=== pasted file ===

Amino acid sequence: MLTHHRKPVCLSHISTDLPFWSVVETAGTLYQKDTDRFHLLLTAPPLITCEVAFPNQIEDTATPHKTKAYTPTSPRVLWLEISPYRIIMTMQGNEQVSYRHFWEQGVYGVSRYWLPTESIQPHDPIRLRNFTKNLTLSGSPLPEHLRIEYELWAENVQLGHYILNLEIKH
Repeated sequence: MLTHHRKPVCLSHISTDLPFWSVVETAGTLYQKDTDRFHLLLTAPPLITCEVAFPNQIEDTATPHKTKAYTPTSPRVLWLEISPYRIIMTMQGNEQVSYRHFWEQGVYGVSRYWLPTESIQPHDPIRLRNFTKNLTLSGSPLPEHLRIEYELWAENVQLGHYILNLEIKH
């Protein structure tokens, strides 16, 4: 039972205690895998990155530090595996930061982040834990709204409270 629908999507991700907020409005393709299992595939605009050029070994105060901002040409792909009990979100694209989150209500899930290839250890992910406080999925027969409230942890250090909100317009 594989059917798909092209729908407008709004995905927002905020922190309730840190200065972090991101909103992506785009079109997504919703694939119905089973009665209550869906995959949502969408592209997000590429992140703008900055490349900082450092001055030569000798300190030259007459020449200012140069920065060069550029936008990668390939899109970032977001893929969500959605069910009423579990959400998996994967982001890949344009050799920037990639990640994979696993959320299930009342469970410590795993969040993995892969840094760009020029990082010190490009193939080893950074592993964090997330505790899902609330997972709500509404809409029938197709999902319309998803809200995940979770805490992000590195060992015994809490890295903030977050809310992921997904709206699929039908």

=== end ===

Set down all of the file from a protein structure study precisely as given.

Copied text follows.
Amino acid sequence: MLTHHRKPVCLSHISTDLPFWSVVETAGTLYQKDTDRFHLLLTAPPLITCEVAFPNQIEDTATPHKTKAYTPTSPRVLWLEISPYRIIMTMQGNEQVSYRHFWEQGVYGVSRYWLPTESIQPHDPIRLRNFTKNLTLSGSPLPEHLRIEYELWAENVQLGHYILNLEIKH
Repeated sequence: MLTHHRKPVCLSHISTDLPFWSVVETAGTLYQKDTDRFHLLLTAPPLITCEVAFPNQIEDTATPHKTKAYTPTSPRVLWLEISPYRIIMTMQGNEQVSYRHFWEQGVYGVSRYWLPTESIQPHDPIRLRNFTKNLTLSGSPLPEHLRIEYELWAENVQLGHYILNLEIKH
């Protein structure tokens, strides 16, 4: 039972205690895998990155530090595996930061982040834990709204409270 629908999507991700907020409005393709299992595939605009050029070994105060901002040409792909009990979100694209989150209500899930290839250890992910406080999925027969409230942890250090909100317009 594989059917798909092209729908407008709004995905927002905020922190309730840190200065972090991101909103992506785009079109997504919703694939119905089973009665209550869906995959949502969408592209997000590429992140703008900055490349900082450092001055030569000798300190030259007459020449200012140069920065060069550029936008990668390939899109970032977001893929969500959605069910009423579990959400998996994967982001890949344009050799920037990639990640994979696993959320299930009342469970410590795993969040993995892969840094760009020029990082010190490009193939080893950074592993964090997330505790899902609330997972709500509404809409029938197709999902319309998803809200995940979770805490992000590195060992015994809490890295903030977050809310992921997904709206699929039908």